It is much more difficult to bend the setting of Star Trek into new shapes than D&D. The latter has entire cosmologies that vary from edition to edition. Conversely, that the makeup budget on the original Star Trek series was limited and design of Klingons was later changed has been canonized in-universe as a baroque plot involving genetic engineering and plagues in service of a hazy goal. If you want to make more than very minor changes to the setting, be prepared for arguments. At a minimum, I recommend discussing player expectations for the setting in a session 0.

3. PC Behavior

This one is dependent on players, and is something that our GM for the game addressed early. The game assumes that PCs are officers in Starfleet, which, in D&D terms, tends to restrict allowed alignments. It can be difficult to square being in Starfleet with having non-standard moral aims. Because the setting can be a bit inflexible, discussing this with players early is important. Even if they want to play against type, and you allow it, you as GM will benefit from advance notice and planning.


Other things I noticed while playing which were more specific to STA than other games:

  • Scenes, characters, and drama aren't so different in STA than in other TTRPGs. Drama is drama, story is story, and using STA mechanics rather than D&D mechanics doesn't affect that much. My only caveat is that Star Trek tends to focus on a lot of big questions and ideas, and bringing those into games can be very intriguing. I also find the setting more relatable than magic-filled fantasy settings, but that may just be personal to me.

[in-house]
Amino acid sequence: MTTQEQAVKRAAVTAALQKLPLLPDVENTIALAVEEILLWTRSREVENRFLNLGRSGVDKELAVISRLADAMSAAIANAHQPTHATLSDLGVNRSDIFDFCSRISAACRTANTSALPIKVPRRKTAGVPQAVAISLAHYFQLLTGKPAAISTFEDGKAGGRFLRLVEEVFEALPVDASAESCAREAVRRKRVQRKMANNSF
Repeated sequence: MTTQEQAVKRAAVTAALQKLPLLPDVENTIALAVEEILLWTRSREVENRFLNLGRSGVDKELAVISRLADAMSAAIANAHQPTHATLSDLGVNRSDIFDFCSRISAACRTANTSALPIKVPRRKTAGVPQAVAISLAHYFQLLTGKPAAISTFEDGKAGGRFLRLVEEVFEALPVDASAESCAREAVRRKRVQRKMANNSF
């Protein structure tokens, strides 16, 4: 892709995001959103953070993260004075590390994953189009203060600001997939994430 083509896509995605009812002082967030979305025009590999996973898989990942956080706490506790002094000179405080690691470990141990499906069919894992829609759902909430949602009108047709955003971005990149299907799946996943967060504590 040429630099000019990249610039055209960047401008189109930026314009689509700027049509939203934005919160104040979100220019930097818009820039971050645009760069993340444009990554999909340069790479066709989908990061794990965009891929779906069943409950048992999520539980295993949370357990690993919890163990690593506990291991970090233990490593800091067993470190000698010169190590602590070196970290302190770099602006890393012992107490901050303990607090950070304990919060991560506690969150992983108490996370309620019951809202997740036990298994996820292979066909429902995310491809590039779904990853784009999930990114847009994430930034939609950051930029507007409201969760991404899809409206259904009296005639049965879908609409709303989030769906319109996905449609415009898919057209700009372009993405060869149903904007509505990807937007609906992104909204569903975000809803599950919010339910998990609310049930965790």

• Character background and details are generally more important than in other games. You get a lot of specific details about major events in PCs' lives and careers which have direct impacts on their skills and abilities. The extra detail and integration with character creation mechanics make it easier to build characters (rather than just "PCs"), and to fold those details into the game story. Don't miss this opportunity! I've played other TTRPGs that I liked more, but never one in which I felt my PC was more well-rounded or more a part of the in-game universe.
  • The rules for supporting characters give an important chance for variety in play and making sure that ships, outposts, etc. are appropriately crewed, but also really change the game's distribution of risks like character death. More disposable crew members are an important Star Trek tradition, and mortal danger to the main PCs can (perhaps should) be pretty rare. Make sure to plan content for both main and supporting PCs, and signpost specific missions as necessary.
  • Spaceships exist in-game as both methods of transit and as locations for adventures in ways many games don't accommodate well. Combining those together can be really, really exciting! Trying to pilot the ship with one PC and simultaneously trying to repair the engine while fighting off assault teams with the other is a great way to enhance the drama of a whole encounter and give a Star Trek experience I (as a fan) really craved.
  • So much Star Trek-related media exists that it's easier to find cool multimedia aids for STA than for some other games. There are tons of sound effects, video clips, graphics, and so on that are easy to find and use as mood-setters, visual aids, and props. My GM had an actor friend record "subspace transmissions" that set up one of our missions complete with the familiar Star Trek sound effects and references. It was the most immersive TTRPG experience I've ever had!
  • \$\begingroup\$ Thank you for your answer! You've provided some much-welcome insight into the significance of the setting and how it contributes to player expectations. It's also exciting to read that the characters built feel like they are a part of the universe. \$\endgroup\$
    – kanoo
    Commented Dec 8, 2020 at 18:52